Following Oxbridge’s recent attention from national papers, Alice Udale-Smith from Cambridge University’s Varsity examines why they get a bad press.
Last week whilst struggling through revision I fell into a spiral of procrastination, devoured everything I could find to read online, and ended up on the Tab website. There I flicked through a feature inviting me to vote for the “Rear of the Year”. My initial reaction to the article, which later made headlines in the Telegraph, Guardian, Sun and Daily Mail, was a roll of the eyes and a simple “well, it is the Tab after all”. This was followed by “oh dear what would the Daily Mail say?” before quickly forgetting all about it. Even after a second look at the two offending articles that caught the attention of the national press I found little to offend. Yet stories like this one and the inevitable photo spreads of drunken students on Caesarean Sunday continue to make headlines.
The reason is rarely found in the content of the story itself but instead is due to the nation’s on-going love-hate relationship with the institution of Oxbridge. In this instance, as in most cases, the story itself is relatively tame and little more than frivolous fun. This, however, has very little bearing on the position from which Oxbridge is viewed by the national press. The two universities are either portrayed as intimidating institutions for the privileged, out of touch with modern society, or as places where common students run wild holding obscene rear of the year competitions and bringing the name of their prestigious university into disregard. Whilst these two views are equally misguided they nevertheless persist in the national consciousness as the most common views of Oxbridge. Why Oxbridge is attacked for its traditions one minute and praised for them the next is a topic worthy of its own PhD. However, at a basic level it seems to stem from the public’s discomfort with such obvious establishments of traditional elitism whilst also feeling incredibly protective of them as a proud part of our national history.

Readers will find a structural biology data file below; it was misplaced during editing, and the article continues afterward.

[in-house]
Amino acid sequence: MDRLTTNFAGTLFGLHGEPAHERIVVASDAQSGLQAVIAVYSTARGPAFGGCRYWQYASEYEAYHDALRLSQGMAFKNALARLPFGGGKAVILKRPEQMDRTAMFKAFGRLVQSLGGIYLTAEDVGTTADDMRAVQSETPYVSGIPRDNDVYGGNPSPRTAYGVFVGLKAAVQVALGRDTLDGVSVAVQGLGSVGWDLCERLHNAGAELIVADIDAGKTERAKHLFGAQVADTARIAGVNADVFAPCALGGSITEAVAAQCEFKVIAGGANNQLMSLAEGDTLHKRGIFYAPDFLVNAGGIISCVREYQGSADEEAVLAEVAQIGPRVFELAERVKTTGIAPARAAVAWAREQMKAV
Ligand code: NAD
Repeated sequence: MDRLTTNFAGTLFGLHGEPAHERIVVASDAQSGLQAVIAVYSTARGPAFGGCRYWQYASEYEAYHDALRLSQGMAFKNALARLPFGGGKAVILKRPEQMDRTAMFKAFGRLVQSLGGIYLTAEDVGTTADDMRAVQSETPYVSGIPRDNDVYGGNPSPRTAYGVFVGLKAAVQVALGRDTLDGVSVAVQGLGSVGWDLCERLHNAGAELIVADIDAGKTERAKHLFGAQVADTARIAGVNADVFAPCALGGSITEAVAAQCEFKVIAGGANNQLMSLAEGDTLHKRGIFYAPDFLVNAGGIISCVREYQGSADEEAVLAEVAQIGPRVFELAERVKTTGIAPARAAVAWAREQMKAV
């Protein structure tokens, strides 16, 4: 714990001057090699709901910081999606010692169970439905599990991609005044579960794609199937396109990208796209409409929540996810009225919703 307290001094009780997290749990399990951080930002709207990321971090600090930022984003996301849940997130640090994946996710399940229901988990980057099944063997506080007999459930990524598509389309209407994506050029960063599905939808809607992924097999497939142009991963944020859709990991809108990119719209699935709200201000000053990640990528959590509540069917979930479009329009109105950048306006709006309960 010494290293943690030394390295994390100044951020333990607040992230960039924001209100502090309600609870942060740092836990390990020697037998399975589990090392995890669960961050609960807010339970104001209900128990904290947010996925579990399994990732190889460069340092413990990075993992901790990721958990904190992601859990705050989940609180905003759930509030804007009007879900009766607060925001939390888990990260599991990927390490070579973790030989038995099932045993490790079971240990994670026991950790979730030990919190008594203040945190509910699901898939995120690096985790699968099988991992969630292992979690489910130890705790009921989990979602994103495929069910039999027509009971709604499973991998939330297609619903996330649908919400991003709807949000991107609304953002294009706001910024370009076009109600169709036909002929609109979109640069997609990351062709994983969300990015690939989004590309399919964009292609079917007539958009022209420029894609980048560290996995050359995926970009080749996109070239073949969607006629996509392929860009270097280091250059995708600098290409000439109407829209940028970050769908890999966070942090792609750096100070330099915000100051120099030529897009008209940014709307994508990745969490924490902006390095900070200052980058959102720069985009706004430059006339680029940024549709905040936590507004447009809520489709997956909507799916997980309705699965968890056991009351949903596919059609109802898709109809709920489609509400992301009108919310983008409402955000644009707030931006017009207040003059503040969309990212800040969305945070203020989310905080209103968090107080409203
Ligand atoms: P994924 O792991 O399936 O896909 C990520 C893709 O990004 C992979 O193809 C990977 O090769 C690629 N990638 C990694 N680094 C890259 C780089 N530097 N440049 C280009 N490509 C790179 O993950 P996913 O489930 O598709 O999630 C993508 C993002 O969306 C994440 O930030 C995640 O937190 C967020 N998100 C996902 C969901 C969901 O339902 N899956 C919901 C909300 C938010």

Full story here.